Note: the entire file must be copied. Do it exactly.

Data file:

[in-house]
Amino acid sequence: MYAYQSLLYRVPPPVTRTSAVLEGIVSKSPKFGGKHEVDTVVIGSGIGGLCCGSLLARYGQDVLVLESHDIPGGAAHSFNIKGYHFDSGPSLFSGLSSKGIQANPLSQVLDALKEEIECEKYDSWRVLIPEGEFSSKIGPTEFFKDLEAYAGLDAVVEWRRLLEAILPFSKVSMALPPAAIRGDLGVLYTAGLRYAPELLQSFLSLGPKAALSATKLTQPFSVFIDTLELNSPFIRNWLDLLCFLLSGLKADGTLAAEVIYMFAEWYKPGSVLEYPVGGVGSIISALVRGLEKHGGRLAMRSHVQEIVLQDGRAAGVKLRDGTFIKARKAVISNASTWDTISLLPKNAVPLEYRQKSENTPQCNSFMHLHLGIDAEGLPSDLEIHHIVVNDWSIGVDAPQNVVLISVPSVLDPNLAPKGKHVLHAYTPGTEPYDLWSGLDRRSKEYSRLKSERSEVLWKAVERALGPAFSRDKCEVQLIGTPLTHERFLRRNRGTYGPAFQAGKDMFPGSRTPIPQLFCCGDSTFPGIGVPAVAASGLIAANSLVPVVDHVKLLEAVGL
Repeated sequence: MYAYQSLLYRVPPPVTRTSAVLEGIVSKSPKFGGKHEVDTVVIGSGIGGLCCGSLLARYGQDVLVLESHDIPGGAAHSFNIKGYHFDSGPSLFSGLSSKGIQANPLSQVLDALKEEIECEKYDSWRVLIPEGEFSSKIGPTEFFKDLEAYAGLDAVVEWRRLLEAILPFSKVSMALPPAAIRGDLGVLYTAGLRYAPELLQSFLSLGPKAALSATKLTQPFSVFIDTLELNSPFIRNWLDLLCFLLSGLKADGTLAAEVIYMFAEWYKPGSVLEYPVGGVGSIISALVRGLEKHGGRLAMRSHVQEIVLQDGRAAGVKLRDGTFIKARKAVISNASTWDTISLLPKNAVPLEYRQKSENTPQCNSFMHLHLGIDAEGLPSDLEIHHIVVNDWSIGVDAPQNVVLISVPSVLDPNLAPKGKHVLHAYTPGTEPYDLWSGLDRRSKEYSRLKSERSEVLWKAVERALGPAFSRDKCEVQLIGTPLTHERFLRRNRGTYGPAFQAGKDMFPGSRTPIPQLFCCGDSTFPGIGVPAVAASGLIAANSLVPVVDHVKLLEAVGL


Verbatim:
[in-house]
Amino acid sequence: MYAYQSLLYRVPPPVTRTSAVLEGIVSKSPKFGGKHEVDTVVIGSGIGGLCCGSLLARYGQDVLVLESHDIPGGAAHSFNIKGYHFDSGPSLFSGLSSKGIQANPLSQVLDALKEEIECEKYDSWRVLIPEGEFSSKIGPTEFFKDLEAYAGLDAVVEWRRLLEAILPFSKVSMALPPAAIRGDLGVLYTAGLRYAPELLQSFLSLGPKAALSATKLTQPFSVFIDTLELNSPFIRNWLDLLCFLLSGLKADGTLAAEVIYMFAEWYKPGSVLEYPVGGVGSIISALVRGLEKHGGRLAMRSHVQEIVLQDGRAAGVKLRDGTFIKARKAVISNASTWDTISLLPKNAVPLEYRQKSENTPQCNSFMHLHLGIDAEGLPSDLEIHHIVVNDWSIGVDAPQNVVLISVPSVLDPNLAPKGKHVLHAYTPGTEPYDLWSGLDRRSKEYSRLKSERSEVLWKAVERALGPAFSRDKCEVQLIGTPLTHERFLRRNRGTYGPAFQAGKDMFPGSRTPIPQLFCCGDSTFPGIGVPAVAASGLIAANSLVPVVDHVKLLEAVGL
Repeated sequence: MYAYQSLLYRVPPPVTRTSAVLEGIVSKSPKFGGKHEVDTVVIGSGIGGLCCGSLLARYGQDVLVLESHDIPGGAAHSFNIKGYHFDSGPSLFSGLSSKGIQANPLSQVLDALKEEIECEKYDSWRVLIPEGEFSSKIGPTEFFKDLEAYAGLDAVVEWRRLLEAILPFSKVSMALPPAAIRGDLGVLYTAGLRYAPELLQSFLSLGPKAALSATKLTQPFSVFIDTLELNSPFIRNWLDLLCFLLSGLKADGTLAAEVIYMFAEWYKPGSVLEYPVGGVGSIISALVRGLEKHGGRLAMRSHVQEIVLQDGRAAGVKLRDGTFIKARKAVISNASTWDTISLLPKNAVPLEYRQKSENTPQCNSFMHLHLGIDAEGLPSDLEIHHIVVNDWSIGVDAPQNVVLISVPSVLDPNLAPKGKHVLHAYTPGTEPYDLWSGLDRRSKEYSRLKSERSEVLWKAVERALGPAFSRDKCEVQLIGTPLTHERFLRRNRGTYGPAFQAGKDMFPGSRTPIPQLFCCGDSTFPGIGVPAVAASGLIAANSLVPVVDHVKLLEAVGL